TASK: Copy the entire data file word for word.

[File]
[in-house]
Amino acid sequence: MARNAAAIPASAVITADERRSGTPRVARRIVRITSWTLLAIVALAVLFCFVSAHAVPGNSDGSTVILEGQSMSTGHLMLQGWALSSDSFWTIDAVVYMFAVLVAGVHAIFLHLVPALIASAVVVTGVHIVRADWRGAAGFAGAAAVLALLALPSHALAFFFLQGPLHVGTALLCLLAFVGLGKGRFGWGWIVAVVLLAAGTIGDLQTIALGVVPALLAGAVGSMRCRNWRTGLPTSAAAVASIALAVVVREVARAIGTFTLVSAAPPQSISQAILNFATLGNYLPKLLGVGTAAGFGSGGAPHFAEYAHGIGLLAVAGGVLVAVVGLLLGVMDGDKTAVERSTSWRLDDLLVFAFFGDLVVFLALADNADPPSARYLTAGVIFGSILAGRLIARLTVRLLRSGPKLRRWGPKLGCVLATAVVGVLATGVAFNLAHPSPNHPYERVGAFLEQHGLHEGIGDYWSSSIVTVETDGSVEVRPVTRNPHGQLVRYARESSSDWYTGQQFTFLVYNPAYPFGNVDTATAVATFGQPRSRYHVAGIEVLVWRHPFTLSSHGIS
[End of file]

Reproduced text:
[in-house]
Amino acid sequence: MARNAAAIPASAVITADERRSGTPRVARRIVRITSWTLLAIVALAVLFCFVSAHAVPGNSDGSTVILEGQSMSTGHLMLQGWALSSDSFWTIDAVVYMFAVLVAGVHAIFLHLVPALIASAVVVTGVHIVRADWRGAAGFAGAAAVLALLALPSHALAFFFLQGPLHVGTALLCLLAFVGLGKGRFGWGWIVAVVLLAAGTIGDLQTIALGVVPALLAGAVGSMRCRNWRTGLPTSAAAVASIALAVVVREVARAIGTFTLVSAAPPQSISQAILNFATLGNYLPKLLGVGTAAGFGSGGAPHFAEYAHGIGLLAVAGGVLVAVVGLLLGVMDGDKTAVERSTSWRLDDLLVFAFFGDLVVFLALADNADPPSARYLTAGVIFGSILAGRLIARLTVRLLRSGPKLRRWGPKLGCVLATAVVGVLATGVAFNLAHPSPNHPYERVGAFLEQHGLHEGIGDYWSSSIVTVETDGSVEVRPVTRNPHGQLVRYARESSSDWYTGQQFTFLVYNPAYPFGNVDTATAVATFGQPRSRYHVAGIEVLVWRHPFTLSSHGIS